After a while, we become so accustomed to the way things are done that we just accept things rather than try and change things.

My wife and I recently visited a church where the music was really bad.  It was obvious to us … but not to church leaders.

They accepted it because it had gone on for so long that it became normal … and yet the music was killing their attendance.

What they needed was for someone from the outside to help them see the problem … if they had the courage to solicit help.  However:

Second, families search for scapegoats when things go wrong.

My wife and I once lived in a place that shared a wall with a family.  We got along fine with them, but on occasion, we could hear blood-curdling screams coming through the wall.

The screams came from a female teenager who had seemed to have some serious life issues that disrupted her family’s tranquility.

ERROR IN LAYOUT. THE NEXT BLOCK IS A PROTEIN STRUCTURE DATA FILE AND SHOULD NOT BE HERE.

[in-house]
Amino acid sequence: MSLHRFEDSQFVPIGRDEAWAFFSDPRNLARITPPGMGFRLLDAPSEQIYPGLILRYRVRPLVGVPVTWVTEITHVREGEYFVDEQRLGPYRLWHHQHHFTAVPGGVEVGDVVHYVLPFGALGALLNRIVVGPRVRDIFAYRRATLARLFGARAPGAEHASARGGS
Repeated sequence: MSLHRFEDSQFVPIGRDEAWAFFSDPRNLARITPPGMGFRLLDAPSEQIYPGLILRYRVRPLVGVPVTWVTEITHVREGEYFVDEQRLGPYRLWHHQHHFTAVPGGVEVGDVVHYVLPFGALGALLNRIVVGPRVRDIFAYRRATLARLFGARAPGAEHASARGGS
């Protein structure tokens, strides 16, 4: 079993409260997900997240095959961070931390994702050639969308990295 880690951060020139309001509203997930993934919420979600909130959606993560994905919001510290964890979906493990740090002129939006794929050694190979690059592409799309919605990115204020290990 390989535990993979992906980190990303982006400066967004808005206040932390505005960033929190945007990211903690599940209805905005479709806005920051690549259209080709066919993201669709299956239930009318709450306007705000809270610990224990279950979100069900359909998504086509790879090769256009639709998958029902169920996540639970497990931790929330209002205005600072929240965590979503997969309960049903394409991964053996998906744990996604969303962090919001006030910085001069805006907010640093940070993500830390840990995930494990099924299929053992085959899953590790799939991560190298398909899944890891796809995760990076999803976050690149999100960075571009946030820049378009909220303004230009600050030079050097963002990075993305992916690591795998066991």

Several times, this girl’s parents sent her away for various forms of rehabilitation.  Each time, she thrived in her new surroundings, and was deemed well enough to return home.

But each time she came back, she slipped into her former behavior.

The simplest way to deal with this situation was for the other family members to blame the girl entirely for the way she was disrupting their family.  After all, the screaming stopped when she wasn’t around.

In fact, this is the way that many families handle matters when one family member’s behavior seems intractable: the others blame every family issue on the one who’s acting out.

In our quick-fix culture, organizations … which all operate like families … have a tendency to blame problems on just one person.